States also repeatedly interfere with human rights defenders’ ability to communicate safely and expose human rights violations to regional and international human rights mechanisms, including this Council and its mechanisms. Recently the Special Rapporteur on the situation on the situation of human rights defenders noted, with great concern, the number of human rights defenders that received social media threats simply for meeting with him on his visit to Mexico at the beginning of this year.

In Burundi in January 2017, the Bujumbura Court of Appeal ruled to disbar three lawyers and suspend another. Each had contributed to a civil society report to the UN Committee against Torture prior to its review of the country in July 2016. The permanent closure of five human rights organizations and the suspension of five others was ordered in October 2016 on the allegation that they tarnished the image of the country. One of the suspended organizations was later banned following publication of a controversial report.

……..Amnesty International urges the Human Rights Council to:

  1. Renew the mandate of the Special Rapporteur on the situation of human rights defenders and cooperate fully with it, including by encouraging swift and comprehensive responses to communications from the Special Rapporteur and acceptance of requests for country visits.
  2. Reaffirm that protecting human rights is necessary for individuals to live in dignity, and that deepening respect for these fundamental freedoms lays the foundation for stable, safe and just societies;
  3. Recognize the legitimacy of human rights defenders and applaud the role they play in the advancement of human rights, and urge States to facilitate and publicly support their work;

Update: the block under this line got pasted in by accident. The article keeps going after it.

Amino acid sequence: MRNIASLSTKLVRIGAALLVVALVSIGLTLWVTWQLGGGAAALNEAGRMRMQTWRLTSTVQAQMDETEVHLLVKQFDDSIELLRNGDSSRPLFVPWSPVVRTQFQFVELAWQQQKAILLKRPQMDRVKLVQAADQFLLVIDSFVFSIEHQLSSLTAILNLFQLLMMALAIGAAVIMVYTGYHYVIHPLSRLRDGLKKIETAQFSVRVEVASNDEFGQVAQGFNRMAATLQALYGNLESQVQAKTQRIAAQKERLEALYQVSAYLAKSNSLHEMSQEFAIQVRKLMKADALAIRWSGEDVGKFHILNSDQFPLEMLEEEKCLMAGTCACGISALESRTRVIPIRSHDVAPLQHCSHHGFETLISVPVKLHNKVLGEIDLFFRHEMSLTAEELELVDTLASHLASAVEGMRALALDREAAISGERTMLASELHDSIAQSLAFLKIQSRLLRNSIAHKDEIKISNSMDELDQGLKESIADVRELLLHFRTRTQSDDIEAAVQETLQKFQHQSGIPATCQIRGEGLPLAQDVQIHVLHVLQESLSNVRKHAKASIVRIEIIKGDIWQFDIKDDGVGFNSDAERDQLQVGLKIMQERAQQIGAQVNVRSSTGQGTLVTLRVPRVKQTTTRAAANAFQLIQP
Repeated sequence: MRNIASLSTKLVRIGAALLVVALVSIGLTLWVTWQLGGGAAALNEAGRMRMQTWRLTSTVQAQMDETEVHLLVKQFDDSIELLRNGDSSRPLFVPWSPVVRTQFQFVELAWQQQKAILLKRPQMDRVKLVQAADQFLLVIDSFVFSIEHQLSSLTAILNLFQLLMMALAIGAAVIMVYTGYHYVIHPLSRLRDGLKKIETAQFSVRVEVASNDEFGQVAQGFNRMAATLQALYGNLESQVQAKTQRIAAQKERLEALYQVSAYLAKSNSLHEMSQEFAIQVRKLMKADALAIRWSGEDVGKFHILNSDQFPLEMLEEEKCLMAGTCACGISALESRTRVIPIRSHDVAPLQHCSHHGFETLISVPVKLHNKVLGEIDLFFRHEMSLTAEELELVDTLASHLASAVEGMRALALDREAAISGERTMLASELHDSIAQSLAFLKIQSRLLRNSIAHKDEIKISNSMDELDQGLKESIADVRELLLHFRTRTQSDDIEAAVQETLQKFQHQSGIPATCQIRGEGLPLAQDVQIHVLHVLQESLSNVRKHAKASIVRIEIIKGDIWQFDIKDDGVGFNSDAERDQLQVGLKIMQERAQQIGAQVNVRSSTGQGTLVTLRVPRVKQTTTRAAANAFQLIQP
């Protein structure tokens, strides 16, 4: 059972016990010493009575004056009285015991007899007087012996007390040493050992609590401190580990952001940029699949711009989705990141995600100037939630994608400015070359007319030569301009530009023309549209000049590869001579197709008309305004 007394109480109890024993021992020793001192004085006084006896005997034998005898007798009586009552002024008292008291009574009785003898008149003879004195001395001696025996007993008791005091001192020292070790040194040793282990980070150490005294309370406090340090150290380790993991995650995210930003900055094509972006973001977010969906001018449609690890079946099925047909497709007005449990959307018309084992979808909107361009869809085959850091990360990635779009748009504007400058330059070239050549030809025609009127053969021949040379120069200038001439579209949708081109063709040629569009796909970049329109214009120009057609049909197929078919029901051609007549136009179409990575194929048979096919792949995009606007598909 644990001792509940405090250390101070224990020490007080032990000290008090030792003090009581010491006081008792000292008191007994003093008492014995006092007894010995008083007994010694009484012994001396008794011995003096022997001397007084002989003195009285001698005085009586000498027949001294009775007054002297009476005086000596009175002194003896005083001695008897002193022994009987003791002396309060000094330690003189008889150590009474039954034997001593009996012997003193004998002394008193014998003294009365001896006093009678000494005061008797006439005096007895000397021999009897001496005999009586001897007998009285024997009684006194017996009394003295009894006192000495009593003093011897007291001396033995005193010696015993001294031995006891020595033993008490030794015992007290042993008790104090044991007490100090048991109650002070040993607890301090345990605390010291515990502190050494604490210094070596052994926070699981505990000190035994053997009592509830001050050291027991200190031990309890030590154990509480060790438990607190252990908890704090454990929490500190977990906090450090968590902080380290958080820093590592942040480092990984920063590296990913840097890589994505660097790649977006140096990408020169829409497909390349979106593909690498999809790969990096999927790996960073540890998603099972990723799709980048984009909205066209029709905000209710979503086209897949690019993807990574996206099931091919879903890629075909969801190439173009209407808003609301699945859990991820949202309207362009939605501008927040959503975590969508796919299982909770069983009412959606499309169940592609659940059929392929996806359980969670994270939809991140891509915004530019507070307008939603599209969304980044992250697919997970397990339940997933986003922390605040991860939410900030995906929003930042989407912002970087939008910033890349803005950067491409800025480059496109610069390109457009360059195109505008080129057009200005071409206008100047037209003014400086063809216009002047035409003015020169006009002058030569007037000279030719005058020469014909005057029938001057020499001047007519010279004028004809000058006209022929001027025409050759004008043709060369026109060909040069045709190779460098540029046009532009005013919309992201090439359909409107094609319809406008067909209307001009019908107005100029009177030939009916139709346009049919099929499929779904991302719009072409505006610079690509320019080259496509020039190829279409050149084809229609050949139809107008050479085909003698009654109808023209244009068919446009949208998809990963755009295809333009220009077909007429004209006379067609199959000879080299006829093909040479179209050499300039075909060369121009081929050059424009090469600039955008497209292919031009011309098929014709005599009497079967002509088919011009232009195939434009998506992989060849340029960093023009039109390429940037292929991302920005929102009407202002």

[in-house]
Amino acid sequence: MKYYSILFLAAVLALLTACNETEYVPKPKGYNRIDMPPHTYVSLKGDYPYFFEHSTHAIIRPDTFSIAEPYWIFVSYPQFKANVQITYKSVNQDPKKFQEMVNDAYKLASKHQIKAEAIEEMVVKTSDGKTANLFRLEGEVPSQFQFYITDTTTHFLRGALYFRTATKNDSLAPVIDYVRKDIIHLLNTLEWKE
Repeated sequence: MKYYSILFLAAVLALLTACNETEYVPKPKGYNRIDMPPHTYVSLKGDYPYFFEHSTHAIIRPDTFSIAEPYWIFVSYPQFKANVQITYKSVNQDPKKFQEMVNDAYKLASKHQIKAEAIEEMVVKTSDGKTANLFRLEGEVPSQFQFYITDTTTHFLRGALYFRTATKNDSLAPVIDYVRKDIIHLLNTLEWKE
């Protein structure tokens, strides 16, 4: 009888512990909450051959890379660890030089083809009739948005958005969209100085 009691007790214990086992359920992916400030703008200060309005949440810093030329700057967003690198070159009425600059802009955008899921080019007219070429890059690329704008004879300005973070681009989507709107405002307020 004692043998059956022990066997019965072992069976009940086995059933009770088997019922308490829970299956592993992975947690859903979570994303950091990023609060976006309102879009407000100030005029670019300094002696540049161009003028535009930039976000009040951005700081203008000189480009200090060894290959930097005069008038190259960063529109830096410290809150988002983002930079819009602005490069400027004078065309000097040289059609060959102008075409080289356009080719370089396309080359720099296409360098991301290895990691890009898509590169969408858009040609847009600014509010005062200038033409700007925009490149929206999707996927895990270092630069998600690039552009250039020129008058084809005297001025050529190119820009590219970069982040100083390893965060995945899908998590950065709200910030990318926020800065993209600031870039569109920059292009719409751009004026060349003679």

4. Urge States to adopt and implement legislation which recognises and protects human rights defenders;
  5. Stress the urgent need for all States to establish national protection mechanisms for human rights defenders at risk;
  6. Urge States effectively to address threats, attacks, harassment and intimidation against human rights defenders, including, where applicable, by thoroughly, promptly and independently investigating human rights violations and abuses against them and bringing alleged perpetrators to justice in fair trials without recourse to the death penalty, and providing effective remedies and adequate reparations to the victims;
  7. Urge States to ensure that the criminal justice system or civil litigation is not misused to target nor harass human rights defenders;
  8. Refrain from bringing criminal charges or, other judicial proceedings or taking administrative measures against human rights defenders because of the peaceful exercise of their rights;
  9. Ensure that those who challenge injustice peacefully are not portrayed as threats to security, development or traditional values;
  10. Emphasize the fact that human rights defenders who work on gender equality, women’s rights or LGBTIQ rights face particular risk of being subjected to certain forms of violence and other violations that need to be particularly addressed;
  11. Pay particular attention to other groups who may be at risk, such as those who work for economic, social and cultural rights, defenders who work in the area of business and human rights; in an area exposed to internal conflict or a natural disaster; defenders living in isolated regions or conflict zones; and defenders working on past abuses, such as the families of victims of enforced disappearance;
  12. Condemn any acts of intimidation or reprisals against human rights defenders who cooperate or seek to cooperate with international human rights mechanism;
  13. Urge States to cooperate fully with the recently mandated Assistant Secretary-General for Human Rights to prevent, end and redress acts of reprisal and intimidation.

Source: Refworld | The Situation of Human Rights Defenders – Item 3: Amnesty International’s Written Statement to the 34th Session of the UN Human Rights Council (27 February- 24 March 2017)

Time for the annual Write for Rights campaign

November 4, 2016

Every December, Amnesty supporters across the globe will write millions of letters for people whose basic human rights are being attacked.  It’s all part of Write for Rights, AI’s global letter-writing marathon. The video clip includes MEA laureate 2016 Ilham Tohti. It’s one of the world’s biggest human rights events and carries on a long tradition of people writing letters to right some of the world’s biggest wrongs.